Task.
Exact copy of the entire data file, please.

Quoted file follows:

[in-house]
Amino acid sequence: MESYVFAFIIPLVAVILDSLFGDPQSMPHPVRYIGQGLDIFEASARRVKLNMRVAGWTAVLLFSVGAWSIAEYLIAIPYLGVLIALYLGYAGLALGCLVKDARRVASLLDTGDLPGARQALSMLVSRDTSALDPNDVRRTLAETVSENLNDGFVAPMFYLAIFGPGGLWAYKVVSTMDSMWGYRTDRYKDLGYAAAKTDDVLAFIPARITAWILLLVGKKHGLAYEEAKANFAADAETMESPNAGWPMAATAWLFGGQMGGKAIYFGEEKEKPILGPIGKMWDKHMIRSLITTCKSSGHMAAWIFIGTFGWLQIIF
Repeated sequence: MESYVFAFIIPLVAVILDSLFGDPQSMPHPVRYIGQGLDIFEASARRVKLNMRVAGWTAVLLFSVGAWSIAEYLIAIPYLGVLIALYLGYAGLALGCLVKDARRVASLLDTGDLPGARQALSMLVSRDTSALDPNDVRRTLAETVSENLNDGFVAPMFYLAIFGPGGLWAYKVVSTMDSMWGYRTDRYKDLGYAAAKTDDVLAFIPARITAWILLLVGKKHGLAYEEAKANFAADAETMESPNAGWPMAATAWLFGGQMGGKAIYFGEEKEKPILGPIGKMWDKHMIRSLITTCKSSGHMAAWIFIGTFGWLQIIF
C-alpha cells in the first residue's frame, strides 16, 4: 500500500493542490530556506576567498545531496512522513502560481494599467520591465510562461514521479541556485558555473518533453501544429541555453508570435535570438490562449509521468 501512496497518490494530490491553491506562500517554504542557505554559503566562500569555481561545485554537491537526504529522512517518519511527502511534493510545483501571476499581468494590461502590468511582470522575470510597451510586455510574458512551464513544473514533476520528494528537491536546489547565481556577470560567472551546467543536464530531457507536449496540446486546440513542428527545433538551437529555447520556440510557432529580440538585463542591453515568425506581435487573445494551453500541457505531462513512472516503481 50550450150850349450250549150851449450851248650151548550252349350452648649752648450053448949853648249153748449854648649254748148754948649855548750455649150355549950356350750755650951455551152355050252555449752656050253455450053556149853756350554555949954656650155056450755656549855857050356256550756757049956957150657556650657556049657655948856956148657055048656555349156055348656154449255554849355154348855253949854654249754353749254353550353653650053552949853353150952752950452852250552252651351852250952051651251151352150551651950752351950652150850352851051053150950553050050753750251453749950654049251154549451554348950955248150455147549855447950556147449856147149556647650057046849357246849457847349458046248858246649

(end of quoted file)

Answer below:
[in-house]
Amino acid sequence: MESYVFAFIIPLVAVILDSLFGDPQSMPHPVRYIGQGLDIFEASARRVKLNMRVAGWTAVLLFSVGAWSIAEYLIAIPYLGVLIALYLGYAGLALGCLVKDARRVASLLDTGDLPGARQALSMLVSRDTSALDPNDVRRTLAETVSENLNDGFVAPMFYLAIFGPGGLWAYKVVSTMDSMWGYRTDRYKDLGYAAAKTDDVLAFIPARITAWILLLVGKKHGLAYEEAKANFAADAETMESPNAGWPMAATAWLFGGQMGGKAIYFGEEKEKPILGPIGKMWDKHMIRSLITTCKSSGHMAAWIFIGTFGWLQIIF
Repeated sequence: MESYVFAFIIPLVAVILDSLFGDPQSMPHPVRYIGQGLDIFEASARRVKLNMRVAGWTAVLLFSVGAWSIAEYLIAIPYLGVLIALYLGYAGLALGCLVKDARRVASLLDTGDLPGARQALSMLVSRDTSALDPNDVRRTLAETVSENLNDGFVAPMFYLAIFGPGGLWAYKVVSTMDSMWGYRTDRYKDLGYAAAKTDDVLAFIPARITAWILLLVGKKHGLAYEEAKANFAADAETMESPNAGWPMAATAWLFGGQMGGKAIYFGEEKEKPILGPIGKMWDKHMIRSLITTCKSSGHMAAWIFIGTFGWLQIIF
C-alpha cells in the first residue's frame, strides 16, 4: 500500500493542490530556506576567498545531496512522513502560481494599467520591465510562461514521479541556485558555473518533453501544429541555453508570435535570438490562449509521468 501512496497518490494530490491553491506562500517554504542557505554559503566562500569555481561545485554537491537526504529522512517518519511527502511534493510545483501571476499581468494590461502590468511582470522575470510597451510586455510574458512551464513544473514533476520528494528537491536546489547565481556577470560567472551546467543536464530531457507536449496540446486546440513542428527545433538551437529555447520556440510557432529580440538585463542591453515568425506581435487573445494551453500541457505531462513512472516503481 50550450150850349450250549150851449450851248650151548550252349350452648649752648450053448949853648249153748449854648649254748148754948649855548750455649150355549950356350750755650951455551152355050252555449752656050253455450053556149853756350554555949954656650155056450755656549855857050356256550756757049956957150657556650657556049657655948856956148657055048656555349156055348656154449255554849355154348855253949854654249754353749254353550353653650053552949853353150952752950452852250552252651351852250952051651251151352150551651950752351950652150850352851051053150950553050050753750251453749950654049251154549451554348950955248150455147549855447950556147449856147149556647650057046849357246849457847349458046248858246649